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BRCA Mutations Associated with Improved Survival in Patients with Ovarian Cancer
Abstract & Commentary
Synopsis: Approximately 10% of invasive ovarian carcinomas are due to genetic predisposition and are associated with inherited mutations in either the BRCA1 or BRCA2 gene. In certain ethnic groups, such as Ashkenazi Jewish women, the frequency of these gene mutations are approximately 2%, and these women have a 16-44% lifetime risk of developing ovarian cancer. In the current report, histological and biological features of ovarian cancer occurring in Jewish women were compared in the context of the presence or absence of BRCA mutations. Women heterozygous for BRCA1 but not BRCA2 presented with ovarian cancer at a younger age. Histological features were comparable, but when matched for stage, those with BRCA mutations were more responsive to chemotherapy, and survival was significantly better.
Source: Cass I, et al. Cancer. 2003;97:2187-2195.
BRCA mutations occur with increased frequency in certain ethnic groups. The purpose of the study by Cass and colleagues from Cedars-Sinai Medical Center, UCLA, was to determine the clinical characteristics, treatment response, and frequency of p53 overexpression in Ashkenazi Jewish women with BRCA-associated hereditary ovarian cancer compared to non-BRCA-associated (sporadic) ovarian cancer.
There were 71 Jewish patients with epithelial ovarian cancer, and each was tested for the 3 BRCA founder mutations. Clinical and histopathological data were reviewed retrospectively. In vitro chemoresistance was analyzed in 32 patients, and mutations of the p53 were determined by examining for increased expression of p53 using immunohistochemistry.
Thirty-four of 71 Jewish patients with epithelial ovarian cancer (48%) had germline BRCA mutations, including 22 BRCA1 and 12 BRCA2 mutations. BRCA heterozygotes were younger, compared to Jewish ovarian cancer patients without BRCA mutations (50 years vs 59 years; P = .01). BRCA1 heterozygotes were younger than BRCA2 (48 years vs 57 years; P = .01). Histopathological tumor features were similar in those that occurred sporadically compared with those associated with BRCA mutations. BRCA heterozygotes had higher response rates to primary cytoreductive chemotherapy regimens. BRCA heterozygotes with advanced-stage disease had improved survival compared with patients with similarly staged sporadic ovarian cancer (91 months vs 54 months; P = .046) and a longer disease-free interval (49 months vs 19 months; P = .16).
Thus, BRCA1 heterozygotes developed ovarian cancer at a younger age compared with BRCA2 heterozygotes or those without BRCA mutation. BRCA heterozygotes had a better response to platinum-based chemotherapy regimens and better overall survival.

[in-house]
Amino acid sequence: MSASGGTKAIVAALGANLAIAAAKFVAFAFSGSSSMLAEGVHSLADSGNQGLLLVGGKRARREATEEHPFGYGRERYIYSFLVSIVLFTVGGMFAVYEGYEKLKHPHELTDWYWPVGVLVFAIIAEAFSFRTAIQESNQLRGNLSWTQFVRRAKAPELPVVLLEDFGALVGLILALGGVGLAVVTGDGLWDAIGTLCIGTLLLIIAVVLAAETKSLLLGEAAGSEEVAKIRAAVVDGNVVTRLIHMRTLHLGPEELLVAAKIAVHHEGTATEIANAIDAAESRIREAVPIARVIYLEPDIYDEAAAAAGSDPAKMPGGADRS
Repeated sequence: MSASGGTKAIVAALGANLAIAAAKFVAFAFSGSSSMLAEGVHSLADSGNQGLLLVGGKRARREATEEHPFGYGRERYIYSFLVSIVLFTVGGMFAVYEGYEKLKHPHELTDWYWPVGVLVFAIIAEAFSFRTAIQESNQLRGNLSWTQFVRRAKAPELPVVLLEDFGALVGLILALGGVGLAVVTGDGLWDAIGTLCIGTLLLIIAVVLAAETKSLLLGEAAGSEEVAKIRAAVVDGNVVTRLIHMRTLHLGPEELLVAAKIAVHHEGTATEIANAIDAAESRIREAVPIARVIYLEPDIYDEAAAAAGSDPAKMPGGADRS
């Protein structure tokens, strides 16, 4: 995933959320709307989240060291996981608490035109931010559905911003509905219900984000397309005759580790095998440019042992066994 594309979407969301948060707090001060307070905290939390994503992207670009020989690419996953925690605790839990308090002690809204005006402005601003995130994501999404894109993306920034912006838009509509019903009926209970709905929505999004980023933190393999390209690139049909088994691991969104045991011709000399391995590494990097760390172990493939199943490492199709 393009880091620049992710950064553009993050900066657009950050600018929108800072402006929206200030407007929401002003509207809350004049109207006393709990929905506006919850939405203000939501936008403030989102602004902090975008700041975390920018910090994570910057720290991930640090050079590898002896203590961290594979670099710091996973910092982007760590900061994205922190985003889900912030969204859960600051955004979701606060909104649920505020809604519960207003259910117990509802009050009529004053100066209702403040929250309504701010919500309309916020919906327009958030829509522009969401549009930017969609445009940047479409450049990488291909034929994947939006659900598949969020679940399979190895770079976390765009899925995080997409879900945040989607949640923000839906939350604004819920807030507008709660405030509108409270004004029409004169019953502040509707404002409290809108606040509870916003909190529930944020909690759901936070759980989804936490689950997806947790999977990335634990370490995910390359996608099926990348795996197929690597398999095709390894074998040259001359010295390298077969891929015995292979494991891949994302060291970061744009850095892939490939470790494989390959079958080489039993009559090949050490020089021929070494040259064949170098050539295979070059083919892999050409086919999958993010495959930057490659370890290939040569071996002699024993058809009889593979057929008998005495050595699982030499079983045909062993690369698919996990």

Comment by William B. Ershler, MD
That ovarian cancer patients with BRCA mutations had improved survival when compared to those without mutation has been previously observed,1,2 but some have speculated that this was related to earlier stage at diagnosis or less malignant histological variants. However, in the current series, there were no significant histological differences among those with BRCA-associated or sporadic ovarian carcinomas, and there were sufficient number of patients included that survival by stage could be determined. The data indicate that tumors that developed in BRCA heterozygotes were more chemosensitive in vitro, more chemoresponsive in vivo, and were associated with a longer survival time when compared to sporadic variants.
The mechanism that would account for this seemingly counter-intuitive observation has yet to be determined, but the hypothesis proposed by Cass et al seems reasonable. BRCA1 and 2 are considered tumor suppressor genes that regulate cellular proliferation and DNA repair by maintaining chromosomal integrity.3,4 Cass et al speculate that the absence of BRCA renders tumor cells more sensitive to the chemotherapy-induced cytotoxicity due to the impaired DNA repair capacity.
The findings reported confirm earlier observations that Jewish BRCA mutation carriers develop ovarian carcinoma at a younger age. It is apparent from the current series that this observation (earlier age of disease onset) is true for BRCA1 and not BRCA2 carriers. This finding has significant implications for counseling mutation carriers with regard to the timing of preventative measures, such as prophylactic oophorectomy, as those with BRCA1 mutations will develop ovarian cancer 5-10 years younger than those with BRCA2 mutations or than those who develop ovarian cancer sporadically. The added information with regard to enhanced chemosensitivity in those with BRCA mutations will need additional research for both confirmation and to elucidate mechanisms.
Dr. Ershler, INOVA Fairfax Hospital Cancer Center, Fairfax, VA; Director, Institute for Advanced Studies in Aging, Washington, DC.
1. Rubin SC, et al. N Engl J Med. 1996;335:1413-1416.
2. Ben David Y, et al. J Clin Oncol. 2002;20:463-466.
3. Hartman AR, Ford JM. Nat Genet. 2002;32:180-184.
4. Yang H, et al. Science. 2002;297:1837-1848.